A short, but interesting study. It may be that what we are observing here is that having antigens at these specific molecular weights is not as important so much as when you are exposed to these antigens. In other words, developing antigens to fetal brain tissue once you are a child isn’t the same as being exposed to them in utereo. Also, it is very likely that the mothers in the original studies didn’t have antibodies that were originally directed towards fetal brain tissue so much as antigens directed towards other, actual pathogens whose epitope was sufficiently similar to proteins expressed in fetal brain tissue that the immune system became confused; and attacked brain tissue thinking it was attacking a pathogen.

    For example, some strains of H1N1 appear to be able to elicit generation of antibodies to brain tissue.

    http://www.pubmedcentral.nih.gov/articlerender.fcgi?artid=286833

    Immunization of rabbits with certain H1N1 influenza viruses, including the neurotropic strains NWS/33 and WSN/33 and the New Jersey/76 strain, resulted in the production of autoantibodies to a brain-specific protein of 37 kDa that is present in various species, including humans. Autoantibodies were produced to brain only; various other tissues tested were negative. These antibodies were not elicited by other influenza A or B viruses, including closely related recombinant strains, but were elicited by the isolated hemagglutinin of A/Bellamy/42 strain and by formaldehyde-fixed WSN virus–demonstrating that infection was not essential for the induction of autoantibodies. In histological studies, reaction with anti-viral antisera was specific to gray matter and was confined to sera that recognized the 37-kDa protein. Antibody binding was prominent in regions comprised of neuronal cell bodies in cellular layers of the dentate gyrus, hippocampus, cerebral cortex, and cerebellum and was undetectable in myelin-rich regions, such as the corpus callosum. The 37-kDa protein, therefore, appears to be a neuronal antigen. Antibodies directed against this protein may be involved in the pathogenesis of one or more of the neuropsychiatric disorders that occur after infection with influenza.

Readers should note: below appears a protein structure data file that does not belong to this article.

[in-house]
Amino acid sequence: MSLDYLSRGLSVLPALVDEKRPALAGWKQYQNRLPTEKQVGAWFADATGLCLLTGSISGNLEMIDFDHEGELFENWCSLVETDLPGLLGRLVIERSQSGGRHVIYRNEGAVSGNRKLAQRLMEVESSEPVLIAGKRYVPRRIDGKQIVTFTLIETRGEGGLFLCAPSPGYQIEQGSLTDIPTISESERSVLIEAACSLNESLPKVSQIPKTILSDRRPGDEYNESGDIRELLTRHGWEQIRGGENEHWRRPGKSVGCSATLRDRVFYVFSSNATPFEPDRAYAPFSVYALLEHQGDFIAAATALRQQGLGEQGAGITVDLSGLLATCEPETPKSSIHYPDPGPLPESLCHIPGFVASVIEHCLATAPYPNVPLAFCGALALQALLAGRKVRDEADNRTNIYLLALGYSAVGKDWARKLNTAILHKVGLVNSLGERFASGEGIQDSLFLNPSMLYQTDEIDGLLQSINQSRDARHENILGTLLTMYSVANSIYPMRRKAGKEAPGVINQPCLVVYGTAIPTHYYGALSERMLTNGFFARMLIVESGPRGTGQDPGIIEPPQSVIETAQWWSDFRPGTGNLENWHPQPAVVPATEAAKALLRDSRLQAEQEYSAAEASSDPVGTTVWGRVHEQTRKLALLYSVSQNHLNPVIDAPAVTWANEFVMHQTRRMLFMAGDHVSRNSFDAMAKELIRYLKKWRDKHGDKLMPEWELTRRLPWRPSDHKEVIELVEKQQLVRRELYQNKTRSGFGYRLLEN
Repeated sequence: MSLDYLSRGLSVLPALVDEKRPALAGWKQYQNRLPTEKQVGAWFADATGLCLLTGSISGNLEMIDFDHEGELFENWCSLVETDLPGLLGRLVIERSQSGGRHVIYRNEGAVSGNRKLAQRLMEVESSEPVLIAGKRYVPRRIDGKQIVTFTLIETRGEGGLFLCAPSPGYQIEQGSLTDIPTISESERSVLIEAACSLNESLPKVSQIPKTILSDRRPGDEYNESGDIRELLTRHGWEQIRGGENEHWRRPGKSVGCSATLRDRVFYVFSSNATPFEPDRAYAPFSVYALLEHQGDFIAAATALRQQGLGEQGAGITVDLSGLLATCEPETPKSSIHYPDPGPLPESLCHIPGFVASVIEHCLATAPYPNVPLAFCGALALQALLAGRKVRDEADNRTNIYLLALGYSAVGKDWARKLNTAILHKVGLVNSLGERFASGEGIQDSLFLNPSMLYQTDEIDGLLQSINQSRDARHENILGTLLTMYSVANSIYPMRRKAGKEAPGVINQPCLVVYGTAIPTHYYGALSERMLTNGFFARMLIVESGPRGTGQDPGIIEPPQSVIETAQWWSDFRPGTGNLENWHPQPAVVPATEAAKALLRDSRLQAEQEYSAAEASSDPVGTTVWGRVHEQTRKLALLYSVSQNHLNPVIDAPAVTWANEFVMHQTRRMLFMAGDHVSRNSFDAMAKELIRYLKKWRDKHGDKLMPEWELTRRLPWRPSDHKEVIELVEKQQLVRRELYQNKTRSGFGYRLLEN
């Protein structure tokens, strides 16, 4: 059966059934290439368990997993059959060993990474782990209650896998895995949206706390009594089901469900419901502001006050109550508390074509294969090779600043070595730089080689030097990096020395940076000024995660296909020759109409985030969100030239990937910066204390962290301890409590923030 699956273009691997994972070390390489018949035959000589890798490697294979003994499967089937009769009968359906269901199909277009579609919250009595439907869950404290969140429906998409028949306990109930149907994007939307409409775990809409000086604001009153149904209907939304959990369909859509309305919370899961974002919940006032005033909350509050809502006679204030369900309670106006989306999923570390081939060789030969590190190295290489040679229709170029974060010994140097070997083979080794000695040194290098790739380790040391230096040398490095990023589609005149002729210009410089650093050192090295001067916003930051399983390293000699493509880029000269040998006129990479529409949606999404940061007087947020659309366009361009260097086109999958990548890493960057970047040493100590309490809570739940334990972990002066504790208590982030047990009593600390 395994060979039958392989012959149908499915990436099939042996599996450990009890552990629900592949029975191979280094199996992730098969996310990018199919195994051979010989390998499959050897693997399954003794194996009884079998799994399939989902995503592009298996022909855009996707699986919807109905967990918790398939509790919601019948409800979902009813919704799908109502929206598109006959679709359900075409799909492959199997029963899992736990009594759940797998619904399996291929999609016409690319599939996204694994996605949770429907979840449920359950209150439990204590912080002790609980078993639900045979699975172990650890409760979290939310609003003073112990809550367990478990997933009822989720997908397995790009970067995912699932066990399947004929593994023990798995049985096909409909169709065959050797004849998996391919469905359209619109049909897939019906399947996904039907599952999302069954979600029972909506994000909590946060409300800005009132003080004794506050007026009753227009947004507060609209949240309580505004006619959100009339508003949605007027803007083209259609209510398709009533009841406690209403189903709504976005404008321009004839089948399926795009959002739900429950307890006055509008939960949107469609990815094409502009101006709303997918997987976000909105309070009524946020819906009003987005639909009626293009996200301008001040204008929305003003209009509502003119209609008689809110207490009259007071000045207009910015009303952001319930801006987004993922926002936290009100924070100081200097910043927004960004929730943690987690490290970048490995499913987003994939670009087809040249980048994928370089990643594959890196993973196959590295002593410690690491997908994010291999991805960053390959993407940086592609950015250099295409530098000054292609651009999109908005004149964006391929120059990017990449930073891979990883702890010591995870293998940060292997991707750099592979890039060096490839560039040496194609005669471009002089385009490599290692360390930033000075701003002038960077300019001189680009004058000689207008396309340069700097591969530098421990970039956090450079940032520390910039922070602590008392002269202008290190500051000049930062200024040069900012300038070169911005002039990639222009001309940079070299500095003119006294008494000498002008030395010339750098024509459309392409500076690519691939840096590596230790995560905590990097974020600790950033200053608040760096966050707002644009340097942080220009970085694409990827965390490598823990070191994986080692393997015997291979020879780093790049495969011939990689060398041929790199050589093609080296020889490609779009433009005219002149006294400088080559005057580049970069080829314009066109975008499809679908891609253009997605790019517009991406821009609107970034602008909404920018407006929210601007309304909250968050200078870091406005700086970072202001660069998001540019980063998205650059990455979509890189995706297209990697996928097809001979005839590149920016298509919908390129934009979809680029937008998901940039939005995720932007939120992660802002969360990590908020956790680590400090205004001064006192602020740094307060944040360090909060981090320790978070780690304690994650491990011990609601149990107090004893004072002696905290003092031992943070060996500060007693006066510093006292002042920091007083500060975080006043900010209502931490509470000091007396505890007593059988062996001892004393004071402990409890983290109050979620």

Of particular interest to autism, one study not mentioned by this paper found antigens in the 37kda range.

    http://cat.inist.fr/?aModele=afficheN&cpsidt=20200923

    We observed reactivity to two protein bands at approximately 73 and 37 kDa in plasma from 7 of 61 (11.5%) mothers of children with autism (AU) against fetal but not adult brain, which was not noted in either control group (TD; 0/62 p = 0.0061 and DD; 0/40 p = 0.0401).

    It looks like the Zimmerman paper looked for bands at 36kda, but not 37kda. I’m not sure if this is a precision issue, or they just didn’t study for it, or what.